Bishops and archbishops are elevated to the College of Cardinals by the Pope. The number at any given time in the past has varied greatly, ranging from below 20, but not as a rule being above 70. The last Pope, John XXIII, and the present one, Paul VI, have increased the number, so that since 1965 there have been 100 or more, the highest number ever.

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In AD 69 Otho committed suicide and Vitellius was murdered

Posted in Ancient History, Historical articles, History, Uncategorized on Wednesday, 19 December 2012

This edited article about Otho and Vitellius originally appeared in Look and Learn issue number 800 published on 14th May 1977.

Otho, picture, image, illustration

Marcus Salvius Otho, briefly Roman Emperor in AD 69

As General Marcus Otho looked into the lifeless eyes of his old friend Servius Galba, whose severed head had been brought to him spiked on a private soldier’s spear, it must have seemed to him that his troubles were nearly over. At least he could now be called the Emperor of Rome.

That was a title Otho wanted more than anything else in the world – not, strangely, for the power it would bring, but for the money. For Otho was nearly bankrupt.

The reason was that he had spent most of the past 20 years literally buying his way up the social ladder of Rome. He had thrown colossal banquets, given magnificent presents to important people. When it seemed more and more evident that he was a likely candidate for the Emperor’s throne, he spent even larger sums, gambling on getting the job and clearing off his debts at the Roman taxpayer’s expense.

Then the new Emperor Galba, who had been Otho’s long-standing colleague in governing the Roman province of Spain, had dropped a bombshell. Instead of naming Otho as the heir and successor, as Otho had confidently expected, he named instead an inexperienced nobleman, Lucius Piso.

Otho was flabbergasted. He had risked everything on following Galba, who was 73 and highly unpopular, to the Emperor’s throne. “I might as well fall to an enemy in battle as to my creditors in the Forum,” he had once remarked with disarming candour. Now it looked as if he were really going to fall . . .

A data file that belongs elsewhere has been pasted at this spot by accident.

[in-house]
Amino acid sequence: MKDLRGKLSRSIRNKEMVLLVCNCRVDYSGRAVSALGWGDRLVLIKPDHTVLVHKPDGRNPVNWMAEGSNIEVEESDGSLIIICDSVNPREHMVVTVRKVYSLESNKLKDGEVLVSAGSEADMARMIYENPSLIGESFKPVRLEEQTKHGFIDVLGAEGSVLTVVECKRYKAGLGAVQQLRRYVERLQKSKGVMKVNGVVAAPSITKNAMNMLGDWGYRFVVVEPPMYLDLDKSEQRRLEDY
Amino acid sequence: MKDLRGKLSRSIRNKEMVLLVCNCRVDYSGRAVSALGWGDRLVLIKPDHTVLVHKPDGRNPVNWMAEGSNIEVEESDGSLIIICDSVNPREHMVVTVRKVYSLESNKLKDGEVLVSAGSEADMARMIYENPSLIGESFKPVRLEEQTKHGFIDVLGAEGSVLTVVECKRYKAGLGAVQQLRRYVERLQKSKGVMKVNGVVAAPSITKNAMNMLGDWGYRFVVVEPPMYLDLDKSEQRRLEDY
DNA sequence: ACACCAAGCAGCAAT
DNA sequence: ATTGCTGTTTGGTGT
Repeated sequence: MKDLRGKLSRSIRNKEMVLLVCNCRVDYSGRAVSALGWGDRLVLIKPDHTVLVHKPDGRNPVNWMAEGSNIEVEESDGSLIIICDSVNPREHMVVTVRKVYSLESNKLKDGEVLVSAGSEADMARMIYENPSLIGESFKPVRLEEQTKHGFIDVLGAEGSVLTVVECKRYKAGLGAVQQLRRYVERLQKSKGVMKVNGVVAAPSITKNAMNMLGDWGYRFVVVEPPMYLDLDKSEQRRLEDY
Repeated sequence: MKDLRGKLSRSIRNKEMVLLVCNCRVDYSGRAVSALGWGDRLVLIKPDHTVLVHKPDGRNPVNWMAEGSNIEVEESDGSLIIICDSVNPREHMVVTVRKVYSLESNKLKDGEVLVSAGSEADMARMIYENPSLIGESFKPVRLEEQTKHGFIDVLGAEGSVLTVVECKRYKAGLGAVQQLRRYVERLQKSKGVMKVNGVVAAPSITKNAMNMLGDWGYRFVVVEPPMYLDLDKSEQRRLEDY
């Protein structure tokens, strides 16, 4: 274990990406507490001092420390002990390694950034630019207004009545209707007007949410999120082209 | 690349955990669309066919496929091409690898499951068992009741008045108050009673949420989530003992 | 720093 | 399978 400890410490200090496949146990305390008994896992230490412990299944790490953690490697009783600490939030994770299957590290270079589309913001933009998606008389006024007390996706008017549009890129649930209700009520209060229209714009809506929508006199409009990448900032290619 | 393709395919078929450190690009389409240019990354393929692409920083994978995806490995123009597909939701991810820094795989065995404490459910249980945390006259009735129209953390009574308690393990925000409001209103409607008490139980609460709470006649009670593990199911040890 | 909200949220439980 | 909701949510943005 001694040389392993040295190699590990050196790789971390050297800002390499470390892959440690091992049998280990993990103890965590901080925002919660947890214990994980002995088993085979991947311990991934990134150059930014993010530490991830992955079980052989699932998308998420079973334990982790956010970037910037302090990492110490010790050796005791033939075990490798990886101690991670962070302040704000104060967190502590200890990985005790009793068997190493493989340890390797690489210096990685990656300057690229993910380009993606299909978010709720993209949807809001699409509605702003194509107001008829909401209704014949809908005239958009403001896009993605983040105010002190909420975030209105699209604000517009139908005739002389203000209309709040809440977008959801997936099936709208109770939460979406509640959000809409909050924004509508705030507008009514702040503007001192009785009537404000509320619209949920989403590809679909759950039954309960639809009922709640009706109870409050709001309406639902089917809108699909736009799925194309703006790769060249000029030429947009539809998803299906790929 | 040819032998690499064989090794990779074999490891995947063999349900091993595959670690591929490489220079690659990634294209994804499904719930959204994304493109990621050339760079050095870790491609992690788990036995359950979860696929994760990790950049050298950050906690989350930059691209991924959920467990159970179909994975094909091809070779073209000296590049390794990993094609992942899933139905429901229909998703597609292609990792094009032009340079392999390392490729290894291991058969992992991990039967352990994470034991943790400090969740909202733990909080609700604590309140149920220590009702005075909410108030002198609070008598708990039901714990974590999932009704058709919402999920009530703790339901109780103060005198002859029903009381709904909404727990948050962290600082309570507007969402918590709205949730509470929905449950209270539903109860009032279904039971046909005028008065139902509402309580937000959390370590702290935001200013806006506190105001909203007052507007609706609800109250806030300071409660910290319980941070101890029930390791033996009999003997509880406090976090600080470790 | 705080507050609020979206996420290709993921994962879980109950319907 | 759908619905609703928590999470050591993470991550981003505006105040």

Bitterly resentful at what Galba had done. Otho used his last remaining cash to bribe some of the officers under his command to raise the standard of revolt. He felt confident that once they had let it be known that a revolution had started against Galba, many soldiers would join in, and he was right.

Galba still didn’t know what was happening and had as yet no reason to suspect his friend when Otho appeared at the Emperor’s side, as he usually did, while a sacrifice to the gods was made. During the ritual a messenger arrived and whispered to Otho: “The surveyors have arrived.” This was a secret signal that enough troops were on his side, and Otho excused himself to the Emperor, saying that some men had come to see him about a house he was buying.

Otho went off in a closed sedan chair, “like those used by women,” carried by two bearers. When the bearers began to get tired the general got out and ran. He had almost got to his camp when he had to bend down and tie his shoe-lace. It was then that some of the thousands of soldiers, who had been recruited to back him as Emperor, rushed out and, lifting him on their shoulders, proclaimed him as ruler of Rome.

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Mediaeval London was grandified under the Tudors and the Stuarts

Posted in Architecture, Famous landmarks, Historical articles, History, London, Politics, Rivers, Royalty, Uncategorized on Friday, 5 October 2012